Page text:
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A team of researchers of the Rijksmuseum, the University of Amsterdam and the University of Antwerp has investigated the yellow rose in Abraham Mignon’s famous painting Still Life with Flowers and a Watch. The flower has degraded considerably over almost four hundred years, but the researchers now reveal its originally intended, quite brilliant appearance.

At left is the faded yellow rose in detail; at right the corresponding elemental distribution of arsenic. Image: Rijksmuseum.

The team led by Katrien Keune, head of Science at the Rijksmuseum and professor at the University of Amsterdam’s Van ‘t Hoff Institute for Molecular Sciences, established that in spite of its current vague appearance, Abraham Mignon put great effort in detailing the rose to provide it with brilliance and a nearly three-dimensional appearance. They established that in particular the degradation of the arsenic pigment orpiment and of the yellow lake glaze has each caused substantial optical changes. Light-induced fading of the organic yellow dyestuff in the glaze has caused the intended shadow areas to turn white. In the course of centuries, the yellow bright pigment orpiment underwent several chemical reactions, leading to the precipitation of lead arsenates schultenite and mimetite and the formation of arsenolite. As a result, the once bright yellow paint transformed into a colorless, transparent, and brittle layer. The chemical reactions have irreversibly changed the artists’ intention, but chemical imaging such as MA-XRF scanning made it still possible to recapture the once visible and meticulously applied highlights and shadows of the flower.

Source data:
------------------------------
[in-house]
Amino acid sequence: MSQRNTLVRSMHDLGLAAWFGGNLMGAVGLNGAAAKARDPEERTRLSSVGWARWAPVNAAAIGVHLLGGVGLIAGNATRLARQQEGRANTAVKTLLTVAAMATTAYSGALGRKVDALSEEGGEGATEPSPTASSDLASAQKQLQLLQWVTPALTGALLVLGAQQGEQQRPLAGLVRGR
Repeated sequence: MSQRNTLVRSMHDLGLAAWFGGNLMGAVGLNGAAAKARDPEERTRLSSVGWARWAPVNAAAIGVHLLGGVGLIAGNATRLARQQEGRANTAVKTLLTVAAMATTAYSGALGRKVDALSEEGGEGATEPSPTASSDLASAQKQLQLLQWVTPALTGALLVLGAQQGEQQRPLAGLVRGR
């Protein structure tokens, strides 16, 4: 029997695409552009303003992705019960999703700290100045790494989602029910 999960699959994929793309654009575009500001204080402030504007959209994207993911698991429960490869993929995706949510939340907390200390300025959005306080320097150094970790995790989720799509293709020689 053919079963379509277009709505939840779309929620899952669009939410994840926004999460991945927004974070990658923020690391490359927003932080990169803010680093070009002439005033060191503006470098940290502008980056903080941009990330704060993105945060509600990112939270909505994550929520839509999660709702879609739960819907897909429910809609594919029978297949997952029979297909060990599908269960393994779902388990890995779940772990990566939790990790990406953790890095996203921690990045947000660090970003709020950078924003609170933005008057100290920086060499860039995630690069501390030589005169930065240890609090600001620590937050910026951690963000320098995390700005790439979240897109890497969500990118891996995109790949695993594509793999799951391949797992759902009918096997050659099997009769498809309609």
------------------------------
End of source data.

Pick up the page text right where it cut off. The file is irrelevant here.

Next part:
Abstract of the paper

Over time, artist pigments are prone to degradation, which can decrease the readability of the artwork or notably change the artist’s intention. In this article, the visual implication of secondary degradation products in a degraded yellow rose in a still life painting by A. Mignon is discussed as a case study. A multimodal combination of chemical and optical imaging techniques, including noninvasive macroscopic x-ray powder diffraction (MA-XRPD) and macroscopic x-ray fluorescence imaging, allowed us to gain a 3D understanding of the transformation of the original intended appearance of the rose into its current degraded state. MA-XRPD enabled us to precisely correlate in situ formed products with what is optically visible on the surface and demonstrated that the precipitated lead arsenates and arsenolite from the yellow pigment orpiment and the light-induced fading of an organic yellow lake irreversibly changed the artist’s intentional light-shadow modeling.

Paper details

Nouchka De Keyser, Fréderique Broers, Frederik Vanmeert, Steven De Meyer, Francesca Gabrieli, Erma Hermens, Geert Van der Snickt, Koen Janssens, Katrien Keune: Reviving degraded colors of yellow flowers in 17th century still life paintings with macro- and microscale chemical imaging. Sci. Adv. 8, eabn6344 (2022) 8 June 2022. DOI: 10.1126/sciadv.abn6344